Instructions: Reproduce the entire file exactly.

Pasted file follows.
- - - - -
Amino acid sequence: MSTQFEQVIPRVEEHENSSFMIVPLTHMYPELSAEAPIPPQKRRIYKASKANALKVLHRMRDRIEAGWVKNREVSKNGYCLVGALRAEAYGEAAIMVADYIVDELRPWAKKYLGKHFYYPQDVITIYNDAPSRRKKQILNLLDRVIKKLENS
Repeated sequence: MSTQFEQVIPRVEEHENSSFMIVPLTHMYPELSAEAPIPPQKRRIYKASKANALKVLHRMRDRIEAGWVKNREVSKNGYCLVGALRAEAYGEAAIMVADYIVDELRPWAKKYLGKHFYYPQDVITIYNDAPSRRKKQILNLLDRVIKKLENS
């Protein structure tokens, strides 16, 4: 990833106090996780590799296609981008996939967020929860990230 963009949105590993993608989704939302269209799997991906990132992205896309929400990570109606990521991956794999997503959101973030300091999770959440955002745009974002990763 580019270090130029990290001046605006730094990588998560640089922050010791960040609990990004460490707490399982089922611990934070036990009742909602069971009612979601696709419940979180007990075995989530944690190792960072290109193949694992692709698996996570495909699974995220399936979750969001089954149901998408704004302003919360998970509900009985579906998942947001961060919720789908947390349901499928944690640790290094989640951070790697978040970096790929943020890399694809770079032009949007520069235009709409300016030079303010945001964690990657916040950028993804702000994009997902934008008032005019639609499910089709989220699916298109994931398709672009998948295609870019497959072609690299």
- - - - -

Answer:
Amino acid sequence: MSTQFEQVIPRVEEHENSSFMIVPLTHMYPELSAEAPIPPQKRRIYKASKANALKVLHRMRDRIEAGWVKNREVSKNGYCLVGALRAEAYGEAAIMVADYIVDELRPWAKKYLGKHFYYPQDVITIYNDAPSRRKKQILNLLDRVIKKLENS
Repeated sequence: MSTQFEQVIPRVEEHENSSFMIVPLTHMYPELSAEAPIPPQKRRIYKASKANALKVLHRMRDRIEAGWVKNREVSKNGYCLVGALRAEAYGEAAIMVADYIVDELRPWAKKYLGKHFYYPQDVITIYNDAPSRRKKQILNLLDRVIKKLENS
């Protein structure tokens, strides 16, 4: 990833106090996780590799296609981008996939967020929860990230 963009949105590993993608989704939302269209799997991906990132992205896309929400990570109606990521991956794999997503959101973030300091999770959440955002745009974002990763 580019270090130029990290001046605006730094990588998560640089922050010791960040609990990004460490707490399982089922611990934070036990009742909602069971009612979601696709419940979180007990075995989530944690190792960072290109193949694992692709698996996570495909699974995220399936979750969001089954149901998408704004302003919360998970509900009985579906998942947001961060919720789908947390349901499928944690640790290094989640951070790697978040970096790929943020890399694809770079032009949007520069235009709409300016030079303010945001964690990657916040950028993804702000994009997902934008008032005019639609499910089709989220699916298109994931398709672009998948295609870019497959072609690299």